While my work in Haiti wasn’t nearly as important or concrete, it proved a successful introduction expedition. The massive hurdles Haiti faces are overwhelming, but focusing one’s time and money on one single project can make an enormous difference. Mike Poirier from the Rotary group is passionate about Father Tijwa’s community programs. Wenatchee’s Laura Monda chooses to focus her energies on sharing her loving ways with the kids at Children of the Promise. I haven’t quite found my focus yet, but I have had a crash course overview of Milot’s endless needs.

I come home full of ideas, confusion, frustration, sadness, and more questions than answers. But I am also filled with wonder and appreciation of how Haiti somehow “makes it work.” I’ve learned that Haiti is full of stark, sturdy, stoic, happy people; gorgeous, tropical landscape and delicious (but scarce) food.

On our last group hike in Milot, Dr. Jeff Monda asked me why I came to Haiti. I came to see what there was to see, to bite into a slice of another culture. I wasn’t sure what to expect, but I guessed I would see global inequality, and I wanted to learn how I could help in the moment and from home. I am not religious, but I do feel a call to serve wherever I am because I believe it is right, natural, and to everyone’s benefit to help the collective community.

Jeff’s niece, Mallory Monda, described visiting Haiti as coming “to feed the soul.” I think that’s an added benefit, sure, but it wasn’t a prime motivation or expectation. Rosedanie Cadet, the Haitian-American who visited the Rotary group prior to our departure for Haiti, said, “Feed their bellies, feed their minds.”  I tried to feed some Haitian bellies, and I hope I gave a few people some food for thought, too. But my own soul is filled with respect, awe, and hope for Haiti.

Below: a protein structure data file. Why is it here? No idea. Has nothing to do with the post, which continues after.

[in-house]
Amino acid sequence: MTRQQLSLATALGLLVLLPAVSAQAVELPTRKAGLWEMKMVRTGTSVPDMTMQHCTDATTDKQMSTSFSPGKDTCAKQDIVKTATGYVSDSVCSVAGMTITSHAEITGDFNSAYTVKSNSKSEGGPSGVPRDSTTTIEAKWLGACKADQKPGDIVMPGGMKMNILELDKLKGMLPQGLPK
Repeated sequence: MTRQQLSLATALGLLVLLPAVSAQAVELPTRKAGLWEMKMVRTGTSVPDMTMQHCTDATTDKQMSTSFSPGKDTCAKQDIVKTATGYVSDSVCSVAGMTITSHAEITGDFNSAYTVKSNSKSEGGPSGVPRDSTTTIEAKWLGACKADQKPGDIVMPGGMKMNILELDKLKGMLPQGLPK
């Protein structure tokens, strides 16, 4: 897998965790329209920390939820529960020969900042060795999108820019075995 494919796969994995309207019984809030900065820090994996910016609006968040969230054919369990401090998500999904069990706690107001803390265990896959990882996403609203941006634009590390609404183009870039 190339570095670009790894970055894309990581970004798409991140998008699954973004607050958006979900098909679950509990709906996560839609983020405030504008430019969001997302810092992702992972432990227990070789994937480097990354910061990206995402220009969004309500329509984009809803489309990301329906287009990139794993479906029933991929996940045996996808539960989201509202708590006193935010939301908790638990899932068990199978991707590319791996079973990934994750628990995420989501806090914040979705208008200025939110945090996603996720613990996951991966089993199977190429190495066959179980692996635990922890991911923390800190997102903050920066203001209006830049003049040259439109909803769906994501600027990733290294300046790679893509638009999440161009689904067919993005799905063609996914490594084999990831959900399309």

I’m home now but stuck in a bleary-eyed, netherworld somewhere between Haiti and Washington. I’m exhausted and congested but am healthy, safe, and used up in a good way. It’s a lot to soak in, and I’m still processing it. How can we best live and serve and address our unfair advantages when we’ve stared such poverty in the face? I hope that together we can continue building a nourishing and more connected, egalitarian, healthy world, one person at a time. My actions can speak louder now than my words.

Hazy Reflections on Haiti

One Last Haitian Update

Being here on my own floating between teams and projects has been fun. It’s amazing to see how friendly people are throughout town. Rather than being accosted frequently by pushy vendors, I have seen more of the regular life day-to-day living. I feel a little like Belle from Beauty and the Beast greeting people with “Bonjour, Bonjour, Bonjour, Bonjour, Bonjour…” through town. But people are so nice–greeting me back, saying “thank you very much,” “you’re very nice,” “you’re so pretty,” etc.
Monday I finally had a chance to spend time at the hospital. It was amazing to see both urology and ortho cases. I finally had an opportunity to see John at work! Jeff and Hank were awesome to let me watch their surgeries and talk me through each one. It was cool to see Dave and John explain their anesthesia machines and roles, as well. I also apparently hit it off with the nurses and nursing students, too. We created our own language between Kreole, French, and English. The translators were interested, too.
Monday I also taught Dr. Previl’s daughters, Sarah (9) and Jade, (5). They are cute and Sarah’s English is really good, but I feel a little conflicted about teaching the hospital CEO’s privileged children (who don’t even speak Kreole).
And I had a nice visit with Cesar, the young artist who lives on the loop and Donni and I visited with on Easter Sunday. I really wanted to buy a painting from him because he’s a sweet guy and because I feel his artwork is the most original that we’ve seen here. I tried to convey to him why we like his work so much and that I hope he can help inspire other young artists in Milot.
Though some of the vendors and people in town can be annoying asking for money, really when you take the time to get to speak with people, they are usually nice and real. I had a wonderful banter session the other day with a few sellers–Julie, Henri, Charlotte, Serge… “How much do you want for the woman?” I said to Julie and embarrassed myself. They have all responded well to me. I really think Julie should be in charge of business in the town–Father Tijwa’s Julia is pretty solid, too. When I told Julie that she should talk to Father Tijwa and I thought she was a good businessperson, she kissed my cheek and told me she loved me.